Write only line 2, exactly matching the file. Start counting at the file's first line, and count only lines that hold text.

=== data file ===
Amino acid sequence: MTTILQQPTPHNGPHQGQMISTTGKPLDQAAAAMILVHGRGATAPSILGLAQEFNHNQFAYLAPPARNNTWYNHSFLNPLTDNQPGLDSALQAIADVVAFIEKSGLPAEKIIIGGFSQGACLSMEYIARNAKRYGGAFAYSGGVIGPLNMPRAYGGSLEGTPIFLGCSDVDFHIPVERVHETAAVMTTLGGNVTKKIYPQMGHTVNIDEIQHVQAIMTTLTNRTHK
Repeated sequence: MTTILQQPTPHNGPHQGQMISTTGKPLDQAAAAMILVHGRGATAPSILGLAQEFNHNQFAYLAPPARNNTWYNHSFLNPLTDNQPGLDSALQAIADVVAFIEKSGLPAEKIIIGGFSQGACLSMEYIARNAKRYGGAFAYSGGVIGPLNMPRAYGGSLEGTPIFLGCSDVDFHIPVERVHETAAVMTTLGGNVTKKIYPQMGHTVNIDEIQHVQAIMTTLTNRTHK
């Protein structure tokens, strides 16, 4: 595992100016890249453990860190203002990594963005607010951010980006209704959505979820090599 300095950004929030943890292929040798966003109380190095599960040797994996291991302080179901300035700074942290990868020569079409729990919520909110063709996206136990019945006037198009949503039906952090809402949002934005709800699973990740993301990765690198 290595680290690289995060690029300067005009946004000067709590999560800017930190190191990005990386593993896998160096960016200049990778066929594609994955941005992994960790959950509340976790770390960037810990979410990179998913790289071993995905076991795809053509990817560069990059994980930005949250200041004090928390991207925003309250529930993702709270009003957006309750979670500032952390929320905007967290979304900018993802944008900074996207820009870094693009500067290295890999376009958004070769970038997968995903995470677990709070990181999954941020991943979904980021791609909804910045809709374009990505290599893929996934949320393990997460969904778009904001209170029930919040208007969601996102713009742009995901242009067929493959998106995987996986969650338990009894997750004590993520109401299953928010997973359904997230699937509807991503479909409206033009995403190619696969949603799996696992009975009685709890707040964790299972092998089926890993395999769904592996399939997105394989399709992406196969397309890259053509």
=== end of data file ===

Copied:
Repeated sequence: MTTILQQPTPHNGPHQGQMISTTGKPLDQAAAAMILVHGRGATAPSILGLAQEFNHNQFAYLAPPARNNTWYNHSFLNPLTDNQPGLDSALQAIADVVAFIEKSGLPAEKIIIGGFSQGACLSMEYIARNAKRYGGAFAYSGGVIGPLNMPRAYGGSLEGTPIFLGCSDVDFHIPVERVHETAAVMTTLGGNVTKKIYPQMGHTVNIDEIQHVQAIMTTLTNRTHK